Re:Yes, just like in Fukushima . . . (0)

Anonymous Coward | more than 2 years ago | (#36955444)

OK, sell opponents of nuclear power in to slavery and give the proceeds to their victims. We would all be running on generation IV-V reactors if not for their obstructionist hysteric bullshit. The reason Fukushima happened was because Boiling Water Reactors are an inherently flawed and poorly thought out design.

http://en.wikipedia.org/wiki/Generation_IV_reactor#Lead-cooled_fast_reactor_.28LFR.29

Thorium Fuel Cycle, Pebble Bed, Traveling Wave. Take your pick. If it wasn't for retards we would all be living on the Starship Enterprise by now.

Re:Yes, just like in Fukushima . . . (1)

danlip (737336) | more than 2 years ago | (#36955524)

No, if it wasn't for the opponents they would just be building cheaper boiling water reactors with fewer safety precautions, and dumping the nuclear waste in the river. Because they really don't give a shit about anything but making money, and designing a new reactor costs money, safety precautions cost money, disposing of waste properly costs money. The captains of industry have been fucking over the little guys for much longer than nuclear power has existed, and they aren't going to magically stop because of the invisible hand of the free market. The only thing that keeps them in line is government regulation and the threats of lawsuits, and the only thing that keeps the government regulators in line is lots of protests and activism.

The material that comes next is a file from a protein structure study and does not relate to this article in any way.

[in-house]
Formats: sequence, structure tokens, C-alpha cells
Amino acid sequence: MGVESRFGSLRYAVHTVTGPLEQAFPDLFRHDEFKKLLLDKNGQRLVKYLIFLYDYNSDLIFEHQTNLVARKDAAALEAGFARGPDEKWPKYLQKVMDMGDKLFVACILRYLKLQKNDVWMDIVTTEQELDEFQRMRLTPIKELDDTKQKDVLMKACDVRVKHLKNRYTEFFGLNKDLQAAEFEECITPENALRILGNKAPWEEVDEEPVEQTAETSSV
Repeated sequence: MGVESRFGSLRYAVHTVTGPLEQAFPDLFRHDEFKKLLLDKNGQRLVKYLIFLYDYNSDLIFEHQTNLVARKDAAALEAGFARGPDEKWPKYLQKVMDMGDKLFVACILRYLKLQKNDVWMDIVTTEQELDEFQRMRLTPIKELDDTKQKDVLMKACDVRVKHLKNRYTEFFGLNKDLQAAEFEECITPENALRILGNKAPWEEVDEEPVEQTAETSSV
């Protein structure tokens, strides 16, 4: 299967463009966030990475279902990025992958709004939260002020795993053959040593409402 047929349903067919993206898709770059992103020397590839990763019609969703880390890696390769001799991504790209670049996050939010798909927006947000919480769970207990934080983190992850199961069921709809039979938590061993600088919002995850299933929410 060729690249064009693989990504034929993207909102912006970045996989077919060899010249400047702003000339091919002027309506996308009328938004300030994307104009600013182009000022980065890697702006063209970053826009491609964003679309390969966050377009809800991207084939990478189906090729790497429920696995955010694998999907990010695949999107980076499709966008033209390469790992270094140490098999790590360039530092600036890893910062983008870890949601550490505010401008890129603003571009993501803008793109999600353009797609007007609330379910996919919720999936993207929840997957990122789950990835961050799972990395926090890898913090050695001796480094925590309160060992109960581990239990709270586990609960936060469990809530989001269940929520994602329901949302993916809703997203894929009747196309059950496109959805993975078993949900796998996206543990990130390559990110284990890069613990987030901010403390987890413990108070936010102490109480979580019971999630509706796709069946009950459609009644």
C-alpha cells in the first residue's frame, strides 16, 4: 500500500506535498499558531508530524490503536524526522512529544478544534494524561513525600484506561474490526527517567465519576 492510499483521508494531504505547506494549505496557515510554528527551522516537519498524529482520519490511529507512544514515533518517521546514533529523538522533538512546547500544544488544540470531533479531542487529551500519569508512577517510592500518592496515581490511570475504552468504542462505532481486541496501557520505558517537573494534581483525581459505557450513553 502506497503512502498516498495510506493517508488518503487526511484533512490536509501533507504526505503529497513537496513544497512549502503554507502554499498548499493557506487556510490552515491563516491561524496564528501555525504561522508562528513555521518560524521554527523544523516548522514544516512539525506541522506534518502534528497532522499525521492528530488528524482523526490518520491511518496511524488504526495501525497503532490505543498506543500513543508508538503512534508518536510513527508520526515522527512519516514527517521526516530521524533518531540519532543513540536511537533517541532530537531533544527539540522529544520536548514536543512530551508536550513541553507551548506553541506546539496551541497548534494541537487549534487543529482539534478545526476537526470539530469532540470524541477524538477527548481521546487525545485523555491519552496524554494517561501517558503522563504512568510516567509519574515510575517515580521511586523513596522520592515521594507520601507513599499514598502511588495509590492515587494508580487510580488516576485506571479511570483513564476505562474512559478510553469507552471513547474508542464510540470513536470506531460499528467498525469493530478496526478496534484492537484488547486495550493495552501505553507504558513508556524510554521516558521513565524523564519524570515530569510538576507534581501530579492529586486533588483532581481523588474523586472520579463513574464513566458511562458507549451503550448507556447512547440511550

Yes there are much better reactor designs, and yes we need them desperately, but selling the nuclear opponents into slavery will not get us there.

Re:Surprisee, surprisee. Industry whoring. (0)

Anonymous Coward | more than 2 years ago | (#36955286)

Nuclear is obviously not safer (unless your are unable to do basic exponential math).

Re:Surprisee, surprisee. Industry whoring. (2, Informative)

Anonymous Coward | more than 2 years ago | (#36953116)

Meh... The first was about cases being made for engineering limits being changed over the course of years. Nobody was surprised. Typically hyperbolic writeup.